Florida trip and with two poker nights coming up, it seemed like a good idea to invest in a fancy bottle of absinthe. You might not see the logic there, but it made sense to me.
There are way more available (and readily so) than the first time I ever bought a bottle (15 years ago), and there is even an online store that specialises in absinthe, though sadly I didn’t find that one until I had already made my purchase. Nevertheless, this one- Grande Absente 69 - is quite interesting as it claims to be the nearest product to the absinthe that was banned throughout Europe and America in 1914. I’m not going to go into a history lesson.
I’ll just tell thee nah, I don’t actually like absinthe as such (it’s generally far too bitter to actually enjoy the way I’d enjoy my favourite genres of spirit), but I do love bringing it out at parties, impressing the guests by preparing it in the bohemian method, and then getting everyone smashed. There are loads of ways you can have it, but I’ve always used this one:
Pour a shot in a glass, pour a little more onto a teaspoon of sugar, light the contents of the spoon, wait a bit while it caramelises, tip the contents into the glass, stir until the sugar is dissolved, then pour a shot of water into the glass to douse the flames before too much alcohol is burned off. Neck it. And thusly you are changed (for the evening). Best cleanse your palate with something if you want to follow it up with something a little finer.
Apparently, though dependent upon which source you use, that isn’t even the correct way of doing the Bohemian method, so with this bottle I be trying a couple of different methods gleaned from here.
As the name suggests, this brand tips the scale at a liver-melting 69 ABVs. Absinthe can be found at a variety of strengths, and this one is approaching the pinnacle, though the strongest I’ve seen so far is 89.9 ABVs. The more I read into absinthe though, the more factors there are to be concerned with when selecting a bottle. Apparently brands at 89.9% aren’t the genuine article and sadly, the more I read about Grande Absente 69, the more I’m getting the impression it isn’t a particularly good brand in spite of its profession to adhere to traditional French distillation methods and follow traditional recipes. That’s a fucking shame considering it cost me more than 40 notes. I probably should’ve looked at this site first.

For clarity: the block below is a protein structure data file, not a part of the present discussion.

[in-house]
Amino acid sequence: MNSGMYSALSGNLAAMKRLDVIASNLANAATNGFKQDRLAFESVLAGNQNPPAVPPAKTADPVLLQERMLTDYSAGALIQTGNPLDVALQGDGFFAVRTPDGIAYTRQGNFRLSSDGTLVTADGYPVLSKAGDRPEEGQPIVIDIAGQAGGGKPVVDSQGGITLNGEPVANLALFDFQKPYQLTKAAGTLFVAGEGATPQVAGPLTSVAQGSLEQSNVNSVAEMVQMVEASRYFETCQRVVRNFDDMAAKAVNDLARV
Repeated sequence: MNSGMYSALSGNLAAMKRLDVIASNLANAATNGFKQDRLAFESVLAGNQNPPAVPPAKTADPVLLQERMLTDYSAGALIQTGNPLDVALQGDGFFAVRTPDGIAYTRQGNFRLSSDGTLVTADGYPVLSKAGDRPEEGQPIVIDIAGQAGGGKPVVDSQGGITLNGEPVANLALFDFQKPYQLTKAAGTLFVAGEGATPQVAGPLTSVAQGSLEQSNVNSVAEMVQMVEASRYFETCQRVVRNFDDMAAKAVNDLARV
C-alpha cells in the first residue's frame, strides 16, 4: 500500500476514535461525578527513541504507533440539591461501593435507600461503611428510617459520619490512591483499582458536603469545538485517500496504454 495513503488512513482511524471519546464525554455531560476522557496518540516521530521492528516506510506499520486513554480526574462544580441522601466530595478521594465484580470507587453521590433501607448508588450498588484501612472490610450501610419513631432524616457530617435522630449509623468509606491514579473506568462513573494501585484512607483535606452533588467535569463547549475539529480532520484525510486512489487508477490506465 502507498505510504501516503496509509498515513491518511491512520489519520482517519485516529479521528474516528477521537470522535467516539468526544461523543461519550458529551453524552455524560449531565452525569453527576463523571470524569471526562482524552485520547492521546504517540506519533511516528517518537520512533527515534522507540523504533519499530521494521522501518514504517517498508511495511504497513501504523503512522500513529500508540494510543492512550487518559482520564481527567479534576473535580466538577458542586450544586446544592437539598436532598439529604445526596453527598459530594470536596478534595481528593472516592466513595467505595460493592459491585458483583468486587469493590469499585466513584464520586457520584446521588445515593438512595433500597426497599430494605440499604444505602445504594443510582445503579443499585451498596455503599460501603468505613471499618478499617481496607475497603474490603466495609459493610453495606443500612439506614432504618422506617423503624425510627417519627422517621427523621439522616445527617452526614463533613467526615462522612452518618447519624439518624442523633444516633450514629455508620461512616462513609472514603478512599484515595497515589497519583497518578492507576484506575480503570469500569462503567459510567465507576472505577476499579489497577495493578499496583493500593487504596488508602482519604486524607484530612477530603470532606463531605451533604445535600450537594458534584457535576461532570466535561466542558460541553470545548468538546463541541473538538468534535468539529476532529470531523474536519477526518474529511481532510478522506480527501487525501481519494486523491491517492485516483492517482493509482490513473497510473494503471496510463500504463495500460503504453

I never realised so many people were so serious about absinthe.
I’m not going to get too down about it though because, to be fair, it is just for getting smashed at parties, and none of my guests are going to know the first thing about absinthe. Getting them hammered will be enough this time. I’ll worry about quality next time I look for an absinthe. The Germans make it well apparently, and with a trip to Berlin coming up it looks like I’ve finally found an alcoholic souvenir to look for.
Absinthe reviews all seem to talk about the ‘louche’ which is supposed to be a sign of quality, though apparently they don’t have to louche and sometimes bad ones do… so make of that what you will. The last one I bought certainly louched, and presumably this will be something I am more concerned about in future.
So, as I said, I thought I’d try a couple of new methods with this one. Read about the Backdraft method next week, when I talk about actually opening the bottle at a poker night. For now though, here’s something I did after that, that for some reason I am including outside of synchronicity. Think of it as Pulp Fiction without the violence or dialogue.
Glass in a glass
The results then, of the little experiment you can watch in the half-assed video above were… that it was fucking awful. All the sweetness I had originally found (that will probably make more sense when you read next week’s post) was replaced by a bitterness that felt like drinking liquid plague. Perhaps I should have put some ice in it, I don’t know. What I do know was that it made me gag. I just had to neck it, but sadly, because I’d put so much water in it, there was too much and it took 3 big, entirely unpleasant gulps before I could call it job done and think about booking a hypnotherapy session that would wipe all memory of it from my mind.
Do people really drink this for pleasure?
I told Mrs Cake of the experience the next day, and she asked why I’d bothered with the whole method – could I not have just poured some water in it? And you know what? I don’t have any answer to that. It’s not going to be any different to just adding water, is it? Sure it’s a little bit more interesting to look at but… yeah! Nevermind.
Yeah well, that absinthe sat around in the kitchen for a good while (after the poker night that you can read about next week) with no parties to go to and no one clamouring to drink it, so one Friday night when I was already fairly smashed from some post work drinks, I thought I’d give it a go with ice. And most surprisingly… it was all right. The deep cold clearly helps to suppress the overriding bitterness – and that’s apparent because after a while, when a large proportion of the ice has melted and the solution is working its way back to room temperature, those bitter flavours return. So my advice to you is to finish it while it’s still cold.
My knowledge and experience of absinthe is still in the newborn stage at this point – so I’m not able to focus on things and haven’t recognised who are the important people in my life yet. It wouldn’t be fair or even very illuminating then to draw any conclusions for you on whether you should buy this product. I won’t be buying again, but by the same token I haven’t found any brand I would confidently buy again yet. Keep joining me as the adventure continues, as you know it will. In the meantime, keep enjoying your booze and join me next week when I'll be writing a little bit more about absinthe and drinking in general.